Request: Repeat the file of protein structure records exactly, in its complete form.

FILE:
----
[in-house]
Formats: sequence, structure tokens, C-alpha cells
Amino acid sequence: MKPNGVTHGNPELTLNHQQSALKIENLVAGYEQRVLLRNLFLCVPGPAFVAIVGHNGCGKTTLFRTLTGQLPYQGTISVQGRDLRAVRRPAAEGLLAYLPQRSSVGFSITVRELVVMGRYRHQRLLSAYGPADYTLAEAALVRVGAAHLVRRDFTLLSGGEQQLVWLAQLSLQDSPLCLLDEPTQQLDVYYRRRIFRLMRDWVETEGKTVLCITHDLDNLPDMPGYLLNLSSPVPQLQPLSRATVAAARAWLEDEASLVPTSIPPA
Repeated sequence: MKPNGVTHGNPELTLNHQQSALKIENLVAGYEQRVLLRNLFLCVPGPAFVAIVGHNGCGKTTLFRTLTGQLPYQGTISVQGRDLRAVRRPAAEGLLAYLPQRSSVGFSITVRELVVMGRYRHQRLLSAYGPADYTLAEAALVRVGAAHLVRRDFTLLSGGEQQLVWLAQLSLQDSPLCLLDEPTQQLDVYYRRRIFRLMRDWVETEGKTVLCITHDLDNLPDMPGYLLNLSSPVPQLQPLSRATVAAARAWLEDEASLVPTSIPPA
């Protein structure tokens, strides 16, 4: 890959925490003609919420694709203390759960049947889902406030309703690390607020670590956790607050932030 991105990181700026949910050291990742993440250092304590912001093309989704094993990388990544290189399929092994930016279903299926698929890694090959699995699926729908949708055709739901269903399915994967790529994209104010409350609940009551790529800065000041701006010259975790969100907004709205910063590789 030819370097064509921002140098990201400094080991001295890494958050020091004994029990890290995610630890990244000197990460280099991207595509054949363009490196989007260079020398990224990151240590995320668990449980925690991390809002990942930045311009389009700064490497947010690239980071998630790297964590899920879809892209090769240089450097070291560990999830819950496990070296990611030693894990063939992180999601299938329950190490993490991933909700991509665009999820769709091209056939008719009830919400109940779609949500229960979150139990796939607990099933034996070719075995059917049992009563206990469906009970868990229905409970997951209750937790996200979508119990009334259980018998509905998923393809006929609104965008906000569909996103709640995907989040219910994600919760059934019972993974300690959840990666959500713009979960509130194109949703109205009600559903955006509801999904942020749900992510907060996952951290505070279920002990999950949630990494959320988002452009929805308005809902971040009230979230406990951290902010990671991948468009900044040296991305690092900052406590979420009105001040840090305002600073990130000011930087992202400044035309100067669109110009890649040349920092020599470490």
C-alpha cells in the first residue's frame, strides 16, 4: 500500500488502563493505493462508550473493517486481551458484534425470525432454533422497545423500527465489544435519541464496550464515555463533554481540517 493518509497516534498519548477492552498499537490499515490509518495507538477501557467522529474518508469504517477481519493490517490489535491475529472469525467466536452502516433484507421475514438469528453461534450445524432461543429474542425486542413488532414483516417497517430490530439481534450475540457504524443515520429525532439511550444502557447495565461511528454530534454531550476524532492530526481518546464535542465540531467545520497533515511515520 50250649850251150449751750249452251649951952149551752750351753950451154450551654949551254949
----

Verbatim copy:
[in-house]
Formats: sequence, structure tokens, C-alpha cells
Amino acid sequence: MKPNGVTHGNPELTLNHQQSALKIENLVAGYEQRVLLRNLFLCVPGPAFVAIVGHNGCGKTTLFRTLTGQLPYQGTISVQGRDLRAVRRPAAEGLLAYLPQRSSVGFSITVRELVVMGRYRHQRLLSAYGPADYTLAEAALVRVGAAHLVRRDFTLLSGGEQQLVWLAQLSLQDSPLCLLDEPTQQLDVYYRRRIFRLMRDWVETEGKTVLCITHDLDNLPDMPGYLLNLSSPVPQLQPLSRATVAAARAWLEDEASLVPTSIPPA
Repeated sequence: MKPNGVTHGNPELTLNHQQSALKIENLVAGYEQRVLLRNLFLCVPGPAFVAIVGHNGCGKTTLFRTLTGQLPYQGTISVQGRDLRAVRRPAAEGLLAYLPQRSSVGFSITVRELVVMGRYRHQRLLSAYGPADYTLAEAALVRVGAAHLVRRDFTLLSGGEQQLVWLAQLSLQDSPLCLLDEPTQQLDVYYRRRIFRLMRDWVETEGKTVLCITHDLDNLPDMPGYLLNLSSPVPQLQPLSRATVAAARAWLEDEASLVPTSIPPA
């Protein structure tokens, strides 16, 4: 890959925490003609919420694709203390759960049947889902406030309703690390607020670590956790607050932030 991105990181700026949910050291990742993440250092304590912001093309989704094993990388990544290189399929092994930016279903299926698929890694090959699995699926729908949708055709739901269903399915994967790529994209104010409350609940009551790529800065000041701006010259975790969100907004709205910063590789 030819370097064509921002140098990201400094080991001295890494958050020091004994029990890290995610630890990244000197990460280099991207595509054949363009490196989007260079020398990224990151240590995320668990449980925690991390809002990942930045311009389009700064490497947010690239980071998630790297964590899920879809892209090769240089450097070291560990999830819950496990070296990611030693894990063939992180999601299938329950190490993490991933909700991509665009999820769709091209056939008719009830919400109940779609949500229960979150139990796939607990099933034996070719075995059917049992009563206990469906009970868990229905409970997951209750937790996200979508119990009334259980018998509905998923393809006929609104965008906000569909996103709640995907989040219910994600919760059934019972993974300690959840990666959500713009979960509130194109949703109205009600559903955006509801999904942020749900992510907060996952951290505070279920002990999950949630990494959320988002452009929805308005809902971040009230979230406990951290902010990671991948468009900044040296991305690092900052406590979420009105001040840090305002600073990130000011930087992202400044035309100067669109110009890649040349920092020599470490």
C-alpha cells in the first residue's frame, strides 16, 4: 500500500488502563493505493462508550473493517486481551458484534425470525432454533422497545423500527465489544435519541464496550464515555463533554481540517 493518509497516534498519548477492552498499537490499515490509518495507538477501557467522529474518508469504517477481519493490517490489535491475529472469525467466536452502516433484507421475514438469528453461534450445524432461543429474542425486542413488532414483516417497517430490530439481534450475540457504524443515520429525532439511550444502557447495565461511528454530534454531550476524532492530526481518546464535542465540531467545520497533515511515520 50250649850251150449751750249452251649951952149551752750351753950451154450551654949551254949